Posted: June 01, 2011
Tech startup: TIGON Enertec Inc.Eric Peterson
Photo by Mark Manger
INITIAL LIGHT BULB Four CU-Boulder aerospace grad students - Alec Velazco, Cody Humbargar, Eric Serani and Derek Hillery - studying under Jean Koster developed a hybrid propulsion system for aircraft and spun it off as startup TIGON Enertec last year.
"Koster asked them, ‘Can you make a hybrid unmanned aerial vehicle?'" says CEO Les Makepeace, who came on board last August. The team did exactly that, launching a prototype in spring 2010.
The company is a member of the eSpace Incubator at the Center for Space Entrepreneurship in Boulder.
IN A NUTSHELL Currently, the engines on unmanned aerial vehicles (UAVs) are either electric, which are light and quiet but have a limited battery life, or heavier, louder, but longer-range internal-combustion motors. Existing hybrid technologies that utilize two torque inputs are either too complex and therefore expensive or heavy for UAVs, "so they invented a new way and called it a clutchless parallel hybrid," Makepeace says. "It's much simpler than a Prius."
As UAVs have no pilot and usually follow the same route on each flight, there were less constraints on designing a new propulsion system for them. "It's not like there's a pilot saying, ‘That was a little jerky,'" Makepeace says.
While the system offers improved energy efficiency, that's not the primary market driver, Makepeace says. "The market driver is it's quieter. At night, you can't see it, and when you go to electric, you can't hear it. You don't want to influence the activity you're trying to observe." Larger aircraft with TIGON Enertec's system can realize more fuel savings, plus enjoy the benefit of safety inherent in having two propulsion systems.
While initial systems will utilize a gas motor and an electric motor and put out two to 10 horsepower, future innovations in fuel-cell technology and other energy sources could be integrated as one of the torque inputs. The batteries are the most expensive component in the system, Makepeace says. "We want the best energy density we can get."
Trent Yang, director of commercialization and business development for the Renewable and Sustainable Energy Institute (RASEI) at CU-Boulder and a TIGON Enertec board member, says the company's commercial viability is exceeding his expectations. "The UAV market has searched for a quiet mode," Yang says. "Nobody's been able to figure that out yet."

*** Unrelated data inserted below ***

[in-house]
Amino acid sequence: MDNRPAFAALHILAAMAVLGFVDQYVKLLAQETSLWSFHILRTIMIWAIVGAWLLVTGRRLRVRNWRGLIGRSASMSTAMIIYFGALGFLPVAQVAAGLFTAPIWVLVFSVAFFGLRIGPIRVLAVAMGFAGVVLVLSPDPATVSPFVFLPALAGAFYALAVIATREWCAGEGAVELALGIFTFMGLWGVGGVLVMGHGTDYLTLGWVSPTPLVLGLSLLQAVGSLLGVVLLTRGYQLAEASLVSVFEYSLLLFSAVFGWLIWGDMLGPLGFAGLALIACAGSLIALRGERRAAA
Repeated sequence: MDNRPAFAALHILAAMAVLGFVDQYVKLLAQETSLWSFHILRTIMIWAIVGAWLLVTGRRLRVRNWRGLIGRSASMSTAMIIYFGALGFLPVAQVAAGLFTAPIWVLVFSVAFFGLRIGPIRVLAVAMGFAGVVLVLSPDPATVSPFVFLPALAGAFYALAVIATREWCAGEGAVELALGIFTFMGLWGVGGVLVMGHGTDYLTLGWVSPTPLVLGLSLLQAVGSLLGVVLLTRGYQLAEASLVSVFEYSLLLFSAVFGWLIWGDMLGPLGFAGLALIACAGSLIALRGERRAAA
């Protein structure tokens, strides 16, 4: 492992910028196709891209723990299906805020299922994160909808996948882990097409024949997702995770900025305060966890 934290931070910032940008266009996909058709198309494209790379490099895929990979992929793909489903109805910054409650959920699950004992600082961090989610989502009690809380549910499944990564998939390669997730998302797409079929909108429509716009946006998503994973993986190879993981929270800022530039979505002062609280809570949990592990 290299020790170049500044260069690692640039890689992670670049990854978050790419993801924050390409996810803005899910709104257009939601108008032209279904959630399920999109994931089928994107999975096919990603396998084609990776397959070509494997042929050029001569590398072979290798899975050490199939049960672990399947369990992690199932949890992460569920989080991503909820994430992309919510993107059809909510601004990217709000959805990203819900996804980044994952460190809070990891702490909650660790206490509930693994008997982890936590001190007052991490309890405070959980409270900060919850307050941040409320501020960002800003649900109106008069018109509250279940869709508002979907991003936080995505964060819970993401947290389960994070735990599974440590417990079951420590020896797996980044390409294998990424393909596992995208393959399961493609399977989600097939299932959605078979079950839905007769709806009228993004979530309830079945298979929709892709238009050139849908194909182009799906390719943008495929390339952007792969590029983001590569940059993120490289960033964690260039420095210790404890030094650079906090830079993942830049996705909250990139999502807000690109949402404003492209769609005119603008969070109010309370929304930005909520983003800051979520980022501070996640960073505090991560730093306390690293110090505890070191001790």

THE MARKET "It's a market that's growing wildly," Makepeace says, citing annual global estimates between $10 billion and $15 billion a year. He says the U.S. market is exclusively in defense and security but the global market is nearly half commercial: UAVs are used in precision agriculture, pipeline monitoring and other remote sensing applications.
"That's changing," Makepeace says. "There will be a time when it's more commercial in the U.S."
After UAVs, TIGON Enertec is looking at a variety of small aircraft and ground and marine transportation markets.
FINANCING The company received $40,000 from the RASEI and a $20,000 eSpace grant and is in the process of finalizing a round of $2 million in venture financing.
QUOTE OF THE NOTE "Two companies have contracts with the federal government for hybrid UAVs and they both have called us. That I know of, we are the only viable solution." - TIGON Enertec CEO Les Makepeace
where: Boulder | FOUNDED: Summer 2010 | web: www.tigonenertec.com
Denver-based writer Eric Peterson is the author of Frommer's Colorado, Frommer's Montana & Wyoming, Frommer's Yellowstone & Grand Teton National Parks and the Ramble series of guidebooks, featuring first-person travelogues covering everything from atomic landmarks in New Mexico to celebrity gone wrong in Hollywood. Peterson has also recently written about backpacking in Yosemite, cross-country skiing in Yellowstone and downhill skiing in Colorado for such publications as Denver's Westword and The New York Daily News. He can be reached at Eptcb126@msn.com